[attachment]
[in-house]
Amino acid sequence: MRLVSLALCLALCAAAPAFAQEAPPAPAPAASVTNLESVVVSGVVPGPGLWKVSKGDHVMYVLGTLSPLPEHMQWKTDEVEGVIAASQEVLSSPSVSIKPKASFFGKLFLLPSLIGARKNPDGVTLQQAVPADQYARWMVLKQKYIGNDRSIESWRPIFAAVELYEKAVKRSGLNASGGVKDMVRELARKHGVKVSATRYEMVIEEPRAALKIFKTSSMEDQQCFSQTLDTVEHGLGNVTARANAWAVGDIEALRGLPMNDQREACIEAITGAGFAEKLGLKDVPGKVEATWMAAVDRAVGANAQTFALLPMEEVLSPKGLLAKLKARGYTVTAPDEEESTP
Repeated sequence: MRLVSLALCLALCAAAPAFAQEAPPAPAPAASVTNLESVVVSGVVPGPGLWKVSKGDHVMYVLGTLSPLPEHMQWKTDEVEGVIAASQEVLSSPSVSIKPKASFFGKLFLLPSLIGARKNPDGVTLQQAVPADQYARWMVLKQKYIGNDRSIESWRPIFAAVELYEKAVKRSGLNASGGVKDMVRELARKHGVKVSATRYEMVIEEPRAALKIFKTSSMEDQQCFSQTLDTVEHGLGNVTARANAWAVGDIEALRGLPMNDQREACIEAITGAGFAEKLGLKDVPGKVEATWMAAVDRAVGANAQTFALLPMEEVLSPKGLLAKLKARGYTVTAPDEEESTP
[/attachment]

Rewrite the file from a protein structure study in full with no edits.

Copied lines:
[in-house]
Amino acid sequence: MRLVSLALCLALCAAAPAFAQEAPPAPAPAASVTNLESVVVSGVVPGPGLWKVSKGDHVMYVLGTLSPLPEHMQWKTDEVEGVIAASQEVLSSPSVSIKPKASFFGKLFLLPSLIGARKNPDGVTLQQAVPADQYARWMVLKQKYIGNDRSIESWRPIFAAVELYEKAVKRSGLNASGGVKDMVRELARKHGVKVSATRYEMVIEEPRAALKIFKTSSMEDQQCFSQTLDTVEHGLGNVTARANAWAVGDIEALRGLPMNDQREACIEAITGAGFAEKLGLKDVPGKVEATWMAAVDRAVGANAQTFALLPMEEVLSPKGLLAKLKARGYTVTAPDEEESTP
Repeated sequence: MRLVSLALCLALCAAAPAFAQEAPPAPAPAASVTNLESVVVSGVVPGPGLWKVSKGDHVMYVLGTLSPLPEHMQWKTDEVEGVIAASQEVLSSPSVSIKPKASFFGKLFLLPSLIGARKNPDGVTLQQAVPADQYARWMVLKQKYIGNDRSIESWRPIFAAVELYEKAVKRSGLNASGGVKDMVRELARKHGVKVSATRYEMVIEEPRAALKIFKTSSMEDQQCFSQTLDTVEHGLGNVTARANAWAVGDIEALRGLPMNDQREACIEAITGAGFAEKLGLKDVPGKVEATWMAAVDRAVGANAQTFALLPMEEVLSPKGLLAKLKARGYTVTAPDEEESTP